Wow, what a nice car the 456! My dream is the red Testarossa. :heart_eyes:

I also added an industrial strength gasoline cleaner (Liqui Moly 5153) to the E10. E10 has more Oxygen than E5 in it so many people stated it helps with the CO.

cheers!

Hi,

Yes, the TR has the same ECU’s as the 456, 2 x Bosch Motronic 2.7. Same lambdas etc although completely different engine.

True about the O2, it’s just that at least in the X308 it would inject a bit more E10 than E5 at idle.

Your cheapest replacable parts are the lambdas but I’m just afraid that if the cats are finished / kaputt, it will not help. In my case the only way to get CO down from ca 0.62-0.78 below 0.30 was to buy and install two new cats (plus seals and new lambdas.) YMMV.

Cheers!

1 Like

Hi,

the TR is my dream since Out Run and Miami Vice. One day…

I got you. Some even advised to put “spiritus” pure Ethanol in the car for the test.But I want to find the fault, not just pass the test. The original lambdas are expensive (for me), because the car needs special ones from what I read. So not 75.- € each but 400.- € OEM from Jaguar. I haven’t found a good source for aftermarket O2 sensors yet.

cheers

Hi Alex, I am not sure the O2 sensors are standard ones.
You can get them in the UK for around £45

https://www.britishparts.co.uk/classic-jaguar-c4707/jaguar-xjs-c16/electrical-c133/oxygen-sensor-p7158

Your 96 should be ODB2. So plug your reader into it and give it a go, SO much easier then getting a multimeter onto the wiring…….

This is a ODB unit highly recommended by jaguarforum.com user
[Ship from UK] Autel MaxiAP AP200 Bluetooth OBD2 Code Reader with Full Systems Diagnoses
(If in Germany (auto barn ref) then it will ship from mainland Europe warehouse to avoid Brexit hassle)

https://www.jaguarforums.com/forum/xj-xj6-xjr6-x300-26/beyond-obd-budget-249892/

If you do swap them, it is VERY important that you don’t swap the wires around, so carefully mark which sensor goes were. You will know if you get it wrong because the short term fuel trim reading will be off the scale. If you find a Jaguar independent that has old IDS software, this has an option to correct a swap but it’s easier (and cheaper) to get it right in the first place.

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Hi Peter!

Wow, this is so cool! :smiley: Thank you so much for you kind help! I will order the Autel AP200 directly at Autel in Germany. Its only 52.- € incl. shipping and thats a steal if I can readout the X300 entirely. I also checked the reviews at Youtube and this thing seems really neat. Only thing thats missing seems the programming (except for the keys).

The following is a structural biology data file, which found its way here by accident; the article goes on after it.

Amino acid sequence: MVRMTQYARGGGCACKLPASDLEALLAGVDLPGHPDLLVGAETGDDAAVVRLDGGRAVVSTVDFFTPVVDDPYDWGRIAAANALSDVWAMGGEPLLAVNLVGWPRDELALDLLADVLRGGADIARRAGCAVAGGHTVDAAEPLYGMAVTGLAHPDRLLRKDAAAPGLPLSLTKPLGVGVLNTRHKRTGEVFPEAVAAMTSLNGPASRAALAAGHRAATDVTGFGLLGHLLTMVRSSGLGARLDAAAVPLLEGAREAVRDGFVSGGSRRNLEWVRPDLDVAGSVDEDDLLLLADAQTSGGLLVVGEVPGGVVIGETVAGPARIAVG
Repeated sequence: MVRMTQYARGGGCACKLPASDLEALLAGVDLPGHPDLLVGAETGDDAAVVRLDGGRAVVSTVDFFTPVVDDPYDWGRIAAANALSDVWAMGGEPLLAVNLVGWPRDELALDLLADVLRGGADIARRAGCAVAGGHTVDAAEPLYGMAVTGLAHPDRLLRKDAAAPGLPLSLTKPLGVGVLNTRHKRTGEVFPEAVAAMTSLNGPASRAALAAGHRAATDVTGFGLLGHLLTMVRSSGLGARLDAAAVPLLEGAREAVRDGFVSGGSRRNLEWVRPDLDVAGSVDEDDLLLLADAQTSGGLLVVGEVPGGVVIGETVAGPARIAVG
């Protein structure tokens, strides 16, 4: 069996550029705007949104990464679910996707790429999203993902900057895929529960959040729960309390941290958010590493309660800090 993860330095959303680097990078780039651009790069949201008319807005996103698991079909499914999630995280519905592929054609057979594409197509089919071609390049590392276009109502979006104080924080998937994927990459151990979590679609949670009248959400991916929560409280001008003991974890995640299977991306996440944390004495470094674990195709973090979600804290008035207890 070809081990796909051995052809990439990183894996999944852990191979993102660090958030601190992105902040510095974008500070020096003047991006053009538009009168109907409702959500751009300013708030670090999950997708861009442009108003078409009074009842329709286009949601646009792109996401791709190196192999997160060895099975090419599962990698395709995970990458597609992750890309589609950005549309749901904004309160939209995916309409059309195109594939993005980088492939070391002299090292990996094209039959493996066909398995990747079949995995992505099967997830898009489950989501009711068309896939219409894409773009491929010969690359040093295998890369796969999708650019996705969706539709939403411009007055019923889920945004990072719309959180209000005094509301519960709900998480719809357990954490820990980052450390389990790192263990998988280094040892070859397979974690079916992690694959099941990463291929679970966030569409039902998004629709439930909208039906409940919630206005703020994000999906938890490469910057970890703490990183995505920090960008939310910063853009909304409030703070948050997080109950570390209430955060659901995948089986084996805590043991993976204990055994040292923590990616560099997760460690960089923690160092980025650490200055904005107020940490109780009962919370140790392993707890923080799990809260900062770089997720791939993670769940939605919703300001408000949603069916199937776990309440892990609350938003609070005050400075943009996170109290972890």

The O2 sensors seem right. I also googled and most people stated that I the car needs titanium dioxide sensors. Not sure if these are those and I don’t know the OEM part number. Is this the OEM number, please? Are the O2 sensors heated? Maybe my fuse is just blown and they remain cold?

Yes, I read about the swapping issue. I will put some paint on them (front/back).

btw, I love your car. The colour is so beautiful. A dark cherry :slight_smile: :heart_eyes:

Thanks again, you saved me! :heart_eyes:

Kind regards

Alex

Thank you, I love my car too!
The part number for the sensors is LHE1682AA and are the ones I linked to at £45. They are available from Jaguar but cost £450 so I know which ones I would use lol
https://parts.jaguarlandroverclassic.com/parts/index/part/id/C50.C5017.C5017230.C50172304233/brand/jaguar/

In fact the last time I was at a Jaguar dealer, picking up parts, they received a package from britishparts and told me that if they don’t have stock they will get them from there!

The sensors are heated, but I don’t think there is a fuse involved as it all goes through the engine control module. If they are the original ones then they are 25 years old and will be slowly failing………

1 Like

Hey Peter,

mine is british racing green with the oatmeal interior. thanks again for providing valuable information. :smiley: haha, so they sell the £45 part for £450? nice business plan. :smiley:

I hope that the Autel OBD will give some hints whats wrong. Right now I only have the ELM327 and the Car Scanner Android App.

Have a nice day, Peter!

Alex

Hello,

I received the Autel AP200 and checked for codes and got the famous P1621 and some other stuff which I erased. I started the engine and checked again for codes after some minutes. No codes. The problem is that the Autel Scanner couldn’t read the O2-sensors. :frowning: